Intravenous Orexin Reduces LH Secretion in Castrated Camelus Dromedaries Fed a Sub-maintenance Diet

  • Khazali, Homayoun (College of Biological Sciences, Shahid Beheshti University)
  • Received : 2009.01.26
  • Accepted : 2009.04.29
  • Published : 2010.01.01


It has been shown that orexin has an inhibitory effect on gonadotropin secretions in non-ruminant animals. The goal of this study was to determine whether orexin affects LH, and FSH secretions in the camel, as a pseudo-ruminant animal, under different dietary energy content. Sixteen castrated camels were randomly divided into 4 groups. Animals in groups 1 and 2 were fed 100% and animals in groups 3 and 4 were fed 50% energy content in their diet for 20 days. After 20 days, animals in groups 1 and 3 received infusions of 1 $\mu{g}$ orexin and groups 2 and 4 received infusions of 2 $\mu{g}$ orexin into their jugular vein. Blood samples were collected from the jugular vein every 20 minutes from 4 h before the first infusion of orexin until 4 h after the last orexin infusion. Lower dietary energy intake and infusions of 2 $\mu{g}$ but not 1 $\mu{g}$ orexin significantly (p<0.01) decreased the mean plasma concentrations and pulse amplitudes of LH of the animals. Infusion of 1 and 2 $\mu{g}$ orexin did not change the secretions of LH of the animals fed NE. Different energy dietary intake and infusion of 1 and 2 $\mu{g}$ orexin did not change the mean plasma concentrations of FSH of the animals in all groups. Infusions of 1 and 2 $\mu{g}$ orexin significantly (p<0.01) decreased the glucose levels of animals fed LE but not in NE fed animals. Additionally, plasma glucose levels of the LE-fed animals in groups 3 and 4 were significantly (p<0.01) lower than those of the animals in groups 1 and 2 fed NE diet. The results of this experiment indicated that orexin may negatively affect LH and FSH in camels with negative energy balance, but not in those with positive energy balance.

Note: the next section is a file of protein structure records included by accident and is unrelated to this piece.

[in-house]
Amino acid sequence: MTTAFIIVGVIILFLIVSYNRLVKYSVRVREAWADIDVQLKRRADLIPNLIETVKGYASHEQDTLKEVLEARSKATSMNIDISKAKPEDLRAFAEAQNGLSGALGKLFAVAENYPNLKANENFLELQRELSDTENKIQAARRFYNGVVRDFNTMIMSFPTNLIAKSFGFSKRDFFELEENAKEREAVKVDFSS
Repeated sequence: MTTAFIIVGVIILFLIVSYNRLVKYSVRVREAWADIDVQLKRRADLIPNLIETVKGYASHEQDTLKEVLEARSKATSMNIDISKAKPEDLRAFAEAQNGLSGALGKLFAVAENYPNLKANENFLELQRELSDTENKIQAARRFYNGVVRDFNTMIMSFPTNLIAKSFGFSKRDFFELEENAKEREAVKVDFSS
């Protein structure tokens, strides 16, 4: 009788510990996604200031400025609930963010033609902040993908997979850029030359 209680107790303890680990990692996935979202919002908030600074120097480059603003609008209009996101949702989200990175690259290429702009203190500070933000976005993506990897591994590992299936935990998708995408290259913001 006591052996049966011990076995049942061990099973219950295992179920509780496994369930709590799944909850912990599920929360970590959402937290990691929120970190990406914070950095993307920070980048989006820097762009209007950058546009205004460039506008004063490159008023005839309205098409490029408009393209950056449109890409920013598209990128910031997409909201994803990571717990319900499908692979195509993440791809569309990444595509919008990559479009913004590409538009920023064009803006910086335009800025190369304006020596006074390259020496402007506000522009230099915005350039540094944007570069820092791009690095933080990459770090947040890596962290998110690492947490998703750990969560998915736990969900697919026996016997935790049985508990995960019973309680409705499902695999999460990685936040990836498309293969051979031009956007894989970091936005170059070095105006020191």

Supported by : Beheshti University


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